Plans to open the Arctic National Wildlife Refuge (ANWR) to oil and natural gas drilling went down in flames Wednesday as Senate proponents failed to override a filibuster of a conference report on the $453 billion defense appropriations bill that called for refuge access for producers.

By 56 to 44, proponents of drilling in ANWR fell just shy of the 60 votes needed to override the filibuster, which was led by Senate Democrats and moderate Republicans. Three Republicans, including Sens. Lincoln Chafee of Rhode Island and Mike DeWine of Ohio, joined Democrats in supporting the filibuster, which removed ANWR from the military spending bill.

Sen. Maria Cantwell (D-WA) vowed to use every procedural means available to prevent ANWR exploration and production, which she said would have amounted to “Christmas packages for oil companies.”

The Senate vote was a significant setback for the Bush administration, which has pressed for drilling on the coastal plain of ANWR for years, and for the oil and gas industry.

Sen. Pete Domenici (R-NM), chairman of the Senate Energy and Natural Resources Committee, called the vote a “blow to American consumers.” He signaled that he will not give up on ANWR. “I will seek to include an ANWR provision in the budget resolution next spring just as we did this year…ANWR remains one of my top priorities.”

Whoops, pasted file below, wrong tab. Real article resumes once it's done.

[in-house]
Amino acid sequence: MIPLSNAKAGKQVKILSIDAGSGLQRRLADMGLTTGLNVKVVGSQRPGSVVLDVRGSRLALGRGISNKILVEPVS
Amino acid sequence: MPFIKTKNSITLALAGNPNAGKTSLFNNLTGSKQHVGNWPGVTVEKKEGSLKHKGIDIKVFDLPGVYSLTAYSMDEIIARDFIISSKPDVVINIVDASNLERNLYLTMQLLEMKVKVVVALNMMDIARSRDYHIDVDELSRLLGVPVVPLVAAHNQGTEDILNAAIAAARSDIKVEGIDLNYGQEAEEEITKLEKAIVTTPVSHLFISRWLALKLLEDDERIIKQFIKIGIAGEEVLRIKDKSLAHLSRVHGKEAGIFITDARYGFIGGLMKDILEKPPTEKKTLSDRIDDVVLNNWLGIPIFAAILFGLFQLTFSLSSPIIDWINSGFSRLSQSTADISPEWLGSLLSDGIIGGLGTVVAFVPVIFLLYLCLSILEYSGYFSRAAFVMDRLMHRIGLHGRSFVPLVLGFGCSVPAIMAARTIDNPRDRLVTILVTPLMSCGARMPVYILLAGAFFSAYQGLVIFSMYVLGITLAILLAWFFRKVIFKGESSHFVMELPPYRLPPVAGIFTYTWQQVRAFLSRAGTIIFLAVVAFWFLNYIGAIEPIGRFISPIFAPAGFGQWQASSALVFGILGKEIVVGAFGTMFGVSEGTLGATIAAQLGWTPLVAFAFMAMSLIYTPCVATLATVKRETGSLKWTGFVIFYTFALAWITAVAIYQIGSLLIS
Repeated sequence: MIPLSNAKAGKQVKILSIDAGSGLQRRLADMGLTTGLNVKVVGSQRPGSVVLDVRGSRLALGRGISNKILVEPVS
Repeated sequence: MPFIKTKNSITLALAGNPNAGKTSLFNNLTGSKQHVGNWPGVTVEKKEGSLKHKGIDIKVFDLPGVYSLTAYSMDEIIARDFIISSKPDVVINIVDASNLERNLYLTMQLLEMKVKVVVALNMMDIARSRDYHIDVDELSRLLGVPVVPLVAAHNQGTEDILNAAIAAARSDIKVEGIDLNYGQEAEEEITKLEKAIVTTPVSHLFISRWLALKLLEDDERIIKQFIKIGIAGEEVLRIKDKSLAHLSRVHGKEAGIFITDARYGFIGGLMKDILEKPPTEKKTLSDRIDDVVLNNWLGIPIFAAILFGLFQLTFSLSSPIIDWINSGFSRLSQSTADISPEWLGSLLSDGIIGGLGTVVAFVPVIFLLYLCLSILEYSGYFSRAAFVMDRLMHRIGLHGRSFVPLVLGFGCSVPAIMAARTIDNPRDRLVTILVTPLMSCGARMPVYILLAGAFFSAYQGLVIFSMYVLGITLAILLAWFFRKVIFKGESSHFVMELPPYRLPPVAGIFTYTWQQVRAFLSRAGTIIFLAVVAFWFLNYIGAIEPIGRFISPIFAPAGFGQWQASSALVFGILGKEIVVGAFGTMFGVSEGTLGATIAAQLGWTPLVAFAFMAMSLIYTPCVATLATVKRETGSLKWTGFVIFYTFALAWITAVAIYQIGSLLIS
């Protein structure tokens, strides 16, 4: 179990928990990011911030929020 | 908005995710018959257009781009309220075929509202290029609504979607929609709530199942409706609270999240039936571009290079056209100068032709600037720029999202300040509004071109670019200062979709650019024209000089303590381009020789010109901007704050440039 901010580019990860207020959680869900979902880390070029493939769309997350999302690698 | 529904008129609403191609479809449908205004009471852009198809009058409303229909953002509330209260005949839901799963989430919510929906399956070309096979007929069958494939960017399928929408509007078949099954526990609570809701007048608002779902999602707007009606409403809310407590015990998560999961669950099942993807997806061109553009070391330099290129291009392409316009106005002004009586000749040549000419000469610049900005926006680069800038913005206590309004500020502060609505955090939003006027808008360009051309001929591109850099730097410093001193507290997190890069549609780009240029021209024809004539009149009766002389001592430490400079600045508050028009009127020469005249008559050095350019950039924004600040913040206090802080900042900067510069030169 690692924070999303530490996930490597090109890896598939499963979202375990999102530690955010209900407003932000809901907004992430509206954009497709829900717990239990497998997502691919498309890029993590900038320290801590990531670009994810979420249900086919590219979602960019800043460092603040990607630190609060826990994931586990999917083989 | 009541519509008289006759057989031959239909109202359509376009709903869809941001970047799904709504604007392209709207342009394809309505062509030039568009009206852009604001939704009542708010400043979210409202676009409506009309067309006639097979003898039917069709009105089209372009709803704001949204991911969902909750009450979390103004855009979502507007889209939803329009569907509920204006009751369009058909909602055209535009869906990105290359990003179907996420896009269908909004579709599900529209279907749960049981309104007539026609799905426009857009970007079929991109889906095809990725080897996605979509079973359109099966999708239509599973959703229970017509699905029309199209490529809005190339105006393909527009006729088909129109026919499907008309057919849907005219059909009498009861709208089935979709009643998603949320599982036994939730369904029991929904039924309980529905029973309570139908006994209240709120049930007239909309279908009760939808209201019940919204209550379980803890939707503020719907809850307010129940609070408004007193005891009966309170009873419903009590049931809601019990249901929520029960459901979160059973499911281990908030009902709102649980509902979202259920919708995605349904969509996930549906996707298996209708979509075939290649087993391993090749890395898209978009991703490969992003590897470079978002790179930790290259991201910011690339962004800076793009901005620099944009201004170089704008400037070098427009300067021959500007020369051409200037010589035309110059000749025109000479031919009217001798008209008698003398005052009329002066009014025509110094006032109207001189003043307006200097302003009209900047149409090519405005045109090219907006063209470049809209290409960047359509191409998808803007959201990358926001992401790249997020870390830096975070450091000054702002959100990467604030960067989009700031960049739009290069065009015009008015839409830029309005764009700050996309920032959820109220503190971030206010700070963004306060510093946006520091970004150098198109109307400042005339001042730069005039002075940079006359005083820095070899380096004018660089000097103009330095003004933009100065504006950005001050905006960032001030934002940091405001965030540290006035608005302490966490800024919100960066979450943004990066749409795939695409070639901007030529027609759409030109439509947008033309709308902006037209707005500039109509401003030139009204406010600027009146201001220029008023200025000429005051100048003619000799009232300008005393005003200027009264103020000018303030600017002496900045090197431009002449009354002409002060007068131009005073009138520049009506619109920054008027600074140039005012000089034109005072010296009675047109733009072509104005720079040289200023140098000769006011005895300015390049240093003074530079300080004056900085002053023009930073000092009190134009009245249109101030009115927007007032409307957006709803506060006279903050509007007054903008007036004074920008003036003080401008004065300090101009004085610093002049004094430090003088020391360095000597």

The Senate action was a “great disappointment to manufacturers in the U.S.,” said John Engler, president of the National Association of Manufacturers, whose members are large consumers of natural gas. “The Senate missed an opportunity to increase America’s domestic supply of oil and natural gas for years to come.”

ANWR was not the only loser. The defense bill also included provisions authorizing $2 billion in funding for the Low-Income Home Energy Assistance Program (LIHEAP) for fiscal year 2006. “We will lose the LIHEAP dollars” as a result of the Senate vote Wednesday, said Sen. Judd Gregg (R-NH).

The House earlier this week voted overwhelmingly to open the refuge to producers before adjourning for the year, leaving it up to the Senate to decide the fate of ANWR. Sen. Ted Stevens (R-AK) inserted ANWR in the conference report on the defense appropriations measure after it was stripped from the budget reconciliation package to appease centrist Republicans.

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